1.3 OBJECTIVE OF THE STUDY
The main purpose of this study is to assess the level of awareness and adherence to covid19 safety precautions among human kinetic and health education undergraduates of Ambrose Ali University, Ekpoma. The specific objectives are to;
- To understand the nature of the COVID-19 pandemic in Nigeria
- To study the different COVID-19 preventive measures
- To determine the level of knowledge of standard precautions among human kinetic and health education undergraduates of Ambrose Ali University
- To determine the level of practice of the safety precautions for the preventions of COVID-19 among human kinetic and health education undergraduates of Ambrose Ali University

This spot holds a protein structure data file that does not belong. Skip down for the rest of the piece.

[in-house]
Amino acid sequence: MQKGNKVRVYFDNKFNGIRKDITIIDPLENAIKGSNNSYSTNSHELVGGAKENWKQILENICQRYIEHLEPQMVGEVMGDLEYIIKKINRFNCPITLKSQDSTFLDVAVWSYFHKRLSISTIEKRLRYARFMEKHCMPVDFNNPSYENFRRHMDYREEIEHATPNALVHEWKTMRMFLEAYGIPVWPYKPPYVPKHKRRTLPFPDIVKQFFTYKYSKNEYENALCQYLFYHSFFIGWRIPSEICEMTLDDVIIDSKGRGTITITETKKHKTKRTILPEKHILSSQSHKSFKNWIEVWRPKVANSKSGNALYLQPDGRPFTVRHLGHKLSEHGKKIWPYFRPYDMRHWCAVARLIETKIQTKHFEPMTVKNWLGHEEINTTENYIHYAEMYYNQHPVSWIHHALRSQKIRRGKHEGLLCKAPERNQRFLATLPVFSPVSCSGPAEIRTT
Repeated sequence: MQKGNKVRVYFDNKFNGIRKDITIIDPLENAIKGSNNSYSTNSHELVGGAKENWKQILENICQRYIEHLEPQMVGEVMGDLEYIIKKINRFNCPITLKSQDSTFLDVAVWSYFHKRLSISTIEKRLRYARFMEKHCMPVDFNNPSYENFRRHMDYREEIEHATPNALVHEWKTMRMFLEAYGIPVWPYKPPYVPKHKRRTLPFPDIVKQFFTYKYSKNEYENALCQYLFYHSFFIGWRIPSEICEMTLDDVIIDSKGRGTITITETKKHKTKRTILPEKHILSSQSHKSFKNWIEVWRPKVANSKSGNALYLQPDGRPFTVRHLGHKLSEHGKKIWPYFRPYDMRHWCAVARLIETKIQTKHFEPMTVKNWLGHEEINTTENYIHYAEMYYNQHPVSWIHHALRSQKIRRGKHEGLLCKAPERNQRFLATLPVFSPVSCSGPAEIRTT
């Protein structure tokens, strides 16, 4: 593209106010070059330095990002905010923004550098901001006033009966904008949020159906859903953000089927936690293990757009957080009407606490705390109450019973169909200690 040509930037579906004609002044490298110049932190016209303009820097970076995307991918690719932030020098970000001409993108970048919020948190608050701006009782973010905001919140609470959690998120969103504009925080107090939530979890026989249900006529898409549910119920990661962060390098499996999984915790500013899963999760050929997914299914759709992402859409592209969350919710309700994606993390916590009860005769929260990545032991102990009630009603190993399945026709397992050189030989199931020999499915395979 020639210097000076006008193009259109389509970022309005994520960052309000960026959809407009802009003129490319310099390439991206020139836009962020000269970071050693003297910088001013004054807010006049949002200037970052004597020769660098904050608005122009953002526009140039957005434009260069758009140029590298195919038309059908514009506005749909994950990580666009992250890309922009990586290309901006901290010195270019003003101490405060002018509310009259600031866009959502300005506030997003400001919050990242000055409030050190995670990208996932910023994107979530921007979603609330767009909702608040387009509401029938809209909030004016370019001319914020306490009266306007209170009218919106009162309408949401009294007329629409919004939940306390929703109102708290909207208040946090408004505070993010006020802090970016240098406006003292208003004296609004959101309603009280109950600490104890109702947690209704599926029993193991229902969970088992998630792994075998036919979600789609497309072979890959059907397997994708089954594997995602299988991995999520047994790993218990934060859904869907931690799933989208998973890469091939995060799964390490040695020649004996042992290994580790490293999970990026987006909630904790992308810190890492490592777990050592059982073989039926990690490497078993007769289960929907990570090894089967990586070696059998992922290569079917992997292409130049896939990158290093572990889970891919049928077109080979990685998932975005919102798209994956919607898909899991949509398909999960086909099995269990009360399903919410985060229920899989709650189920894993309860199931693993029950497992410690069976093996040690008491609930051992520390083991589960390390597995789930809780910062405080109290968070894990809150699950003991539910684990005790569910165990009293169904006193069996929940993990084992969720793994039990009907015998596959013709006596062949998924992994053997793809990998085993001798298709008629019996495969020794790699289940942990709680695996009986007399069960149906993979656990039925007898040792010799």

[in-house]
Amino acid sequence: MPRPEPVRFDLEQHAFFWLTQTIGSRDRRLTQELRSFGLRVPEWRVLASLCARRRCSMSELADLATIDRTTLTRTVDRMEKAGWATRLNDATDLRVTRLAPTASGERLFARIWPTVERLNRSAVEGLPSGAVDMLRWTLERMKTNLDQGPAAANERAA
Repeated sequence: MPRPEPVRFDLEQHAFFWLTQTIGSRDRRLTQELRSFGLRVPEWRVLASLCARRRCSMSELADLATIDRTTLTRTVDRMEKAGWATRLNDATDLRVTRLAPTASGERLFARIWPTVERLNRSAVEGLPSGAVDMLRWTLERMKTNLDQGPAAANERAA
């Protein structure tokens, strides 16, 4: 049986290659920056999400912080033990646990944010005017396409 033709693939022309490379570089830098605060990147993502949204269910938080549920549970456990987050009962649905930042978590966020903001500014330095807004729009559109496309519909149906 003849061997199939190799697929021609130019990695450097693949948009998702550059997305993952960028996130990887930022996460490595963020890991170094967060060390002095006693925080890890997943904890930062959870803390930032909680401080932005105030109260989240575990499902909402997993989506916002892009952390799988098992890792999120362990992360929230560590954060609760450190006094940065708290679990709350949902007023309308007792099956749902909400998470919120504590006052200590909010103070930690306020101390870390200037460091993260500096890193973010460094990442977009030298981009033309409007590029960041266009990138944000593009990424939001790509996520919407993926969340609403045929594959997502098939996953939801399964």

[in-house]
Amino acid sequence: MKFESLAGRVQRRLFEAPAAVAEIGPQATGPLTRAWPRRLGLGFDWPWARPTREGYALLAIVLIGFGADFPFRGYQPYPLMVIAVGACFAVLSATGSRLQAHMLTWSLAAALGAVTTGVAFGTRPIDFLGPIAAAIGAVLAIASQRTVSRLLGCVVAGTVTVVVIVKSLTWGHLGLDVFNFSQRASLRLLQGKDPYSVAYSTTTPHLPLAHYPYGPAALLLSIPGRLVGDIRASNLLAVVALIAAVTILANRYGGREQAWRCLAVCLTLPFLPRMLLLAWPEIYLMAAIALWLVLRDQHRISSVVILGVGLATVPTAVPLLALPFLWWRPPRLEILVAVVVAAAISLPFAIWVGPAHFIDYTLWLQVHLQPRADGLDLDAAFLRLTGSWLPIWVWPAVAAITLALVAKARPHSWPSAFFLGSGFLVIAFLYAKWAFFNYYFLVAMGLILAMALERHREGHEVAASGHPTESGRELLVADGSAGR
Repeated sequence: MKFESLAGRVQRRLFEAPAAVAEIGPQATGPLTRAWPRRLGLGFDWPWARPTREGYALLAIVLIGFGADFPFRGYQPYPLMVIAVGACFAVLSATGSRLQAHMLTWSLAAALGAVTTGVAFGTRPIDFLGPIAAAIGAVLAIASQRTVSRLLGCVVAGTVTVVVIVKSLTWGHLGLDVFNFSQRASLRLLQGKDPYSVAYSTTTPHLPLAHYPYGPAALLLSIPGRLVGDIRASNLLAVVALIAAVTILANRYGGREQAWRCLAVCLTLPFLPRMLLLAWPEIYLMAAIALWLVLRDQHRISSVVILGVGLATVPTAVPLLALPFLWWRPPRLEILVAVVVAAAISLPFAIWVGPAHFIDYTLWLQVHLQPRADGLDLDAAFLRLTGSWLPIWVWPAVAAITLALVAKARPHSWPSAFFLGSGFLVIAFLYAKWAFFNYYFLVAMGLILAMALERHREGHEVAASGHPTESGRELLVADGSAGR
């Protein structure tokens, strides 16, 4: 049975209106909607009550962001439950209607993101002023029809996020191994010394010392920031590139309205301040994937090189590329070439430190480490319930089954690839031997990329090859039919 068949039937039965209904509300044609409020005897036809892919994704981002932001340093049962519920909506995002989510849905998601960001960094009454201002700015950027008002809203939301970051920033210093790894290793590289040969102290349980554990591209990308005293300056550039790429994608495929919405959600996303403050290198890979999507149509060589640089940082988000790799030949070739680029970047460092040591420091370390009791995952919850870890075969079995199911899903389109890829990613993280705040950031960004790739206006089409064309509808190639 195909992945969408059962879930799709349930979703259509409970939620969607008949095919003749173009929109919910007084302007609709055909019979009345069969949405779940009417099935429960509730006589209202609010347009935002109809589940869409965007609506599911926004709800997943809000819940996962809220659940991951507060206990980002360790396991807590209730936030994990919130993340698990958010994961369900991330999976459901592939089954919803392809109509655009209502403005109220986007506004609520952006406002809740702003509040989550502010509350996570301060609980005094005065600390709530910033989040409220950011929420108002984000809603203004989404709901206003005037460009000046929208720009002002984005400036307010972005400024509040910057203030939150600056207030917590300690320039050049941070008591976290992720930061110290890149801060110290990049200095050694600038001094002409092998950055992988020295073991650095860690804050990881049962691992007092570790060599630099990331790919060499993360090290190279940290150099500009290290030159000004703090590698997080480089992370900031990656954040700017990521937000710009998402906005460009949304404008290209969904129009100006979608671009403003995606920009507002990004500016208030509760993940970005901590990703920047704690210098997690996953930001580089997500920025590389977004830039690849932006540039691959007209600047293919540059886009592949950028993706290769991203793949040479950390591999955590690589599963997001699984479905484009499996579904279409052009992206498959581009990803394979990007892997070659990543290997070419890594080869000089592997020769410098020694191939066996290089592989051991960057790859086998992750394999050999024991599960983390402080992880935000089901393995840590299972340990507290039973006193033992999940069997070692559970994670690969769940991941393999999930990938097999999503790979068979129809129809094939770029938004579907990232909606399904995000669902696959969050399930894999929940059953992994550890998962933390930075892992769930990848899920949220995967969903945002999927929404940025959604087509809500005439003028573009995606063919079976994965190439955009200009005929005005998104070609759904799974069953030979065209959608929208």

- To examine the effects of the COVID-19 preventive measure on students health.
- To make recommendations in order to improve practice and knowledge, and thereby raise the level of safety for students
1.4 RESEARCH QUESTIONS
- What is the nature of the COVID-19 pandemic in Nigeria?
- What are the different COVID-19 preventive measures?
- What is the level of knowledge of standard precautions among human kinetic and health education undergraduates of Ambrose Ali University?
- What is the level of practice of the safety precautions for the preventions of COVID-19 among human kinetic and health education undergraduates of Ambrose Ali University?
- What is the effect of the COVID-19 preventive measure on student’s health?
- What are the recommendations in order to improve practice and knowledge, and thereby raise the level of safety for students?